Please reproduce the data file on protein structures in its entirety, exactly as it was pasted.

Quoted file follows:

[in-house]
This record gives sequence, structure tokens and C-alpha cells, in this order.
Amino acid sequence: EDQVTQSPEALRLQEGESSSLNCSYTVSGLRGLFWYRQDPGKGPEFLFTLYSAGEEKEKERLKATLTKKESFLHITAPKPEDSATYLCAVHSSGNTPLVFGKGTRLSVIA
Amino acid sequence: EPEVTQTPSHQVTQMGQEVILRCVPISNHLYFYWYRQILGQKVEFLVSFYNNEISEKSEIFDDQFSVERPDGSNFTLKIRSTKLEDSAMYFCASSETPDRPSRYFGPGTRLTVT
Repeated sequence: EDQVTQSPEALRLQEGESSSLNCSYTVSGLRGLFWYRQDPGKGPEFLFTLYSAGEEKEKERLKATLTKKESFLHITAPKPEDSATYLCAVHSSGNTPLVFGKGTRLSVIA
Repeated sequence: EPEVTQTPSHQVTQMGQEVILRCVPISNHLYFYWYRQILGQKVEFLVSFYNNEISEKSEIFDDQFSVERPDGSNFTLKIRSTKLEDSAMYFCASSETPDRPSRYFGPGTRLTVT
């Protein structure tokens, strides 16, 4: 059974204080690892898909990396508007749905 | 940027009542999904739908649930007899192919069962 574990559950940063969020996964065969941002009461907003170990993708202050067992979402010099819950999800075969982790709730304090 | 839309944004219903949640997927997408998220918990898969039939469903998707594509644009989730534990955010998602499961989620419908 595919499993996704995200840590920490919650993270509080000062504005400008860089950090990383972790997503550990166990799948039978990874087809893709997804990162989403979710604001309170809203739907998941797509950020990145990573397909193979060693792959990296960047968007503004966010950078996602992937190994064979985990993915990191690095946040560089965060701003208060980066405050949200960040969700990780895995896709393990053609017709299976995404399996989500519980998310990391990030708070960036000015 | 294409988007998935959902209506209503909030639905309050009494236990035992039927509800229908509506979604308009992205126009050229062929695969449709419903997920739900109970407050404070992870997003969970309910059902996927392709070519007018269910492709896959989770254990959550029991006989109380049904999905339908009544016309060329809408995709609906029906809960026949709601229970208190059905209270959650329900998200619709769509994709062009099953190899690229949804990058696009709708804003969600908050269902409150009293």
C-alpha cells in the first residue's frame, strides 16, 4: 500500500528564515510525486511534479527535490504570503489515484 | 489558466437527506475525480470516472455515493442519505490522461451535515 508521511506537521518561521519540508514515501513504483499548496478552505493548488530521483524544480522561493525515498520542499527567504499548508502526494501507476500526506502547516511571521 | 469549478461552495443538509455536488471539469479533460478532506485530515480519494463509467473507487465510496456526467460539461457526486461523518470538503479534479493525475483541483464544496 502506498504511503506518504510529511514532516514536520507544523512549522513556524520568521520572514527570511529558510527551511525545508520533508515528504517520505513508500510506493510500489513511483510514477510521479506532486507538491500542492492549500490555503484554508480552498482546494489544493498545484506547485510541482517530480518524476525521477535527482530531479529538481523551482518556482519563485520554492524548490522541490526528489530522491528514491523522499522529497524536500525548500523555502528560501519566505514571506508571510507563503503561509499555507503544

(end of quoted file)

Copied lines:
[in-house]
This record gives sequence, structure tokens and C-alpha cells, in this order.
Amino acid sequence: EDQVTQSPEALRLQEGESSSLNCSYTVSGLRGLFWYRQDPGKGPEFLFTLYSAGEEKEKERLKATLTKKESFLHITAPKPEDSATYLCAVHSSGNTPLVFGKGTRLSVIA
Amino acid sequence: EPEVTQTPSHQVTQMGQEVILRCVPISNHLYFYWYRQILGQKVEFLVSFYNNEISEKSEIFDDQFSVERPDGSNFTLKIRSTKLEDSAMYFCASSETPDRPSRYFGPGTRLTVT
Repeated sequence: EDQVTQSPEALRLQEGESSSLNCSYTVSGLRGLFWYRQDPGKGPEFLFTLYSAGEEKEKERLKATLTKKESFLHITAPKPEDSATYLCAVHSSGNTPLVFGKGTRLSVIA
Repeated sequence: EPEVTQTPSHQVTQMGQEVILRCVPISNHLYFYWYRQILGQKVEFLVSFYNNEISEKSEIFDDQFSVERPDGSNFTLKIRSTKLEDSAMYFCASSETPDRPSRYFGPGTRLTVT
């Protein structure tokens, strides 16, 4: 059974204080690892898909990396508007749905 | 940027009542999904739908649930007899192919069962 574990559950940063969020996964065969941002009461907003170990993708202050067992979402010099819950999800075969982790709730304090 | 839309944004219903949640997927997408998220918990898969039939469903998707594509644009989730534990955010998602499961989620419908 595919499993996704995200840590920490919650993270509080000062504005400008860089950090990383972790997503550990166990799948039978990874087809893709997804990162989403979710604001309170809203739907998941797509950020990145990573397909193979060693792959990296960047968007503004966010950078996602992937190994064979985990993915990191690095946040560089965060701003208060980066405050949200960040969700990780895995896709393990053609017709299976995404399996989500519980998310990391990030708070960036000015 | 294409988007998935959902209506209503909030639905309050009494236990035992039927509800229908509506979604308009992205126009050229062929695969449709419903997920739900109970407050404070992870997003969970309910059902996927392709070519007018269910492709896959989770254990959550029991006989109380049904999905339908009544016309060329809408995709609906029906809960026949709601229970208190059905209270959650329900998200619709769509994709062009099953190899690229949804990058696009709708804003969600908050269902409150009293």
C-alpha cells in the first residue's frame, strides 16, 4: 500500500528564515510525486511534479527535490504570503489515484 | 489558466437527506475525480470516472455515493442519505490522461451535515 508521511506537521518561521519540508514515501513504483499548496478552505493548488530521483524544480522561493525515498520542499527567504499548508502526494501507476500526506502547516511571521 | 469549478461552495443538509455536488471539469479533460478532506485530515480519494463509467473507487465510496456526467460539461457526486461523518470538503479534479493525475483541483464544496 502506498504511503506518504510529511514532516514536520507544523512549522513556524520568521520572514527570511529558510527551511525545508520533508515528504517520505513508500510506493510500489513511483510514477510521479506532486507538491500542492492549500490555503484554508480552498482546494489544493498545484506547485510541482517530480518524476525521477535527482530531479529538481523551482518556482519563485520554492524548490522541490526528489530522491528514491523522499522529497524536500525548500523555502528560501519566505514571506508571510507563503503561509499555507503544